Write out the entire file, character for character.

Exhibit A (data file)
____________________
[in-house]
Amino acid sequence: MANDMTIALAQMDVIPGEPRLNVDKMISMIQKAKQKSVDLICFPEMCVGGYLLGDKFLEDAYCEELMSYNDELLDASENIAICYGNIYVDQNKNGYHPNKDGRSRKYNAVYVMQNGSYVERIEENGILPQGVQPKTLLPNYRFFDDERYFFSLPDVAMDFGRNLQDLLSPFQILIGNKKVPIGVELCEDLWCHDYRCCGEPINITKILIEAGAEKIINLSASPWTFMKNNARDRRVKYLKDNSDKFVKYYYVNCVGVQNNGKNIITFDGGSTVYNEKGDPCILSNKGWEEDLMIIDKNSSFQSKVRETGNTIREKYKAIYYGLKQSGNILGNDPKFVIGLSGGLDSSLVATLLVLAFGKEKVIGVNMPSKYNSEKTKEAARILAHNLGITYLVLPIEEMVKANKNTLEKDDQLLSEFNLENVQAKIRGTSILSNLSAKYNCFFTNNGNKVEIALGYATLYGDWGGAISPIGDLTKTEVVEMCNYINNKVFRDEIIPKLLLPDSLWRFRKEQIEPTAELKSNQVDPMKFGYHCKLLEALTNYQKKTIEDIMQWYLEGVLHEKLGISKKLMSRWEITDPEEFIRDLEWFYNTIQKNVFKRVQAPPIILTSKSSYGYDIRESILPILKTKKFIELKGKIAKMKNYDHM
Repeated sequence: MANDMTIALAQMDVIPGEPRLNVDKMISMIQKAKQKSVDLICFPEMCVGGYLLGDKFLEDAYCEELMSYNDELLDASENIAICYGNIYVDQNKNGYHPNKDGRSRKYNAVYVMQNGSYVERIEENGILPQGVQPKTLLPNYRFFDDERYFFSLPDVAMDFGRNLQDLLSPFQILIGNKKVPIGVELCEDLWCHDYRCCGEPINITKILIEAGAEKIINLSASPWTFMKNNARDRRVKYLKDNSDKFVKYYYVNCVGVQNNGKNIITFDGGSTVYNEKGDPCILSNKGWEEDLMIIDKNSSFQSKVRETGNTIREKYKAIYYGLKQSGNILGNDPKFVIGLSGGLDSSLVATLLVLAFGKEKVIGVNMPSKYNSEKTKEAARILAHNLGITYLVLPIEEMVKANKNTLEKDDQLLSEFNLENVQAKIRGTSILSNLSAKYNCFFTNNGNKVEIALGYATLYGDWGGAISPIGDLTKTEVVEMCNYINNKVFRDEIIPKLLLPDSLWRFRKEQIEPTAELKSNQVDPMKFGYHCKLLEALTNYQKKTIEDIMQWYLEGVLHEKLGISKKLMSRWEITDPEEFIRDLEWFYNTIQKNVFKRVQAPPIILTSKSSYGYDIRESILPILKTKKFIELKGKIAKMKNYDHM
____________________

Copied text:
[in-house]
Amino acid sequence: MANDMTIALAQMDVIPGEPRLNVDKMISMIQKAKQKSVDLICFPEMCVGGYLLGDKFLEDAYCEELMSYNDELLDASENIAICYGNIYVDQNKNGYHPNKDGRSRKYNAVYVMQNGSYVERIEENGILPQGVQPKTLLPNYRFFDDERYFFSLPDVAMDFGRNLQDLLSPFQILIGNKKVPIGVELCEDLWCHDYRCCGEPINITKILIEAGAEKIINLSASPWTFMKNNARDRRVKYLKDNSDKFVKYYYVNCVGVQNNGKNIITFDGGSTVYNEKGDPCILSNKGWEEDLMIIDKNSSFQSKVRETGNTIREKYKAIYYGLKQSGNILGNDPKFVIGLSGGLDSSLVATLLVLAFGKEKVIGVNMPSKYNSEKTKEAARILAHNLGITYLVLPIEEMVKANKNTLEKDDQLLSEFNLENVQAKIRGTSILSNLSAKYNCFFTNNGNKVEIALGYATLYGDWGGAISPIGDLTKTEVVEMCNYINNKVFRDEIIPKLLLPDSLWRFRKEQIEPTAELKSNQVDPMKFGYHCKLLEALTNYQKKTIEDIMQWYLEGVLHEKLGISKKLMSRWEITDPEEFIRDLEWFYNTIQKNVFKRVQAPPIILTSKSSYGYDIRESILPILKTKKFIELKGKIAKMKNYDHM
Repeated sequence: MANDMTIALAQMDVIPGEPRLNVDKMISMIQKAKQKSVDLICFPEMCVGGYLLGDKFLEDAYCEELMSYNDELLDASENIAICYGNIYVDQNKNGYHPNKDGRSRKYNAVYVMQNGSYVERIEENGILPQGVQPKTLLPNYRFFDDERYFFSLPDVAMDFGRNLQDLLSPFQILIGNKKVPIGVELCEDLWCHDYRCCGEPINITKILIEAGAEKIINLSASPWTFMKNNARDRRVKYLKDNSDKFVKYYYVNCVGVQNNGKNIITFDGGSTVYNEKGDPCILSNKGWEEDLMIIDKNSSFQSKVRETGNTIREKYKAIYYGLKQSGNILGNDPKFVIGLSGGLDSSLVATLLVLAFGKEKVIGVNMPSKYNSEKTKEAARILAHNLGITYLVLPIEEMVKANKNTLEKDDQLLSEFNLENVQAKIRGTSILSNLSAKYNCFFTNNGNKVEIALGYATLYGDWGGAISPIGDLTKTEVVEMCNYINNKVFRDEIIPKLLLPDSLWRFRKEQIEPTAELKSNQVDPMKFGYHCKLLEALTNYQKKTIEDIMQWYLEGVLHEKLGISKKLMSRWEITDPEEFIRDLEWFYNTIQKNVFKRVQAPPIILTSKSSYGYDIRESILPILKTKKFIELKGKIAKMKNYDHM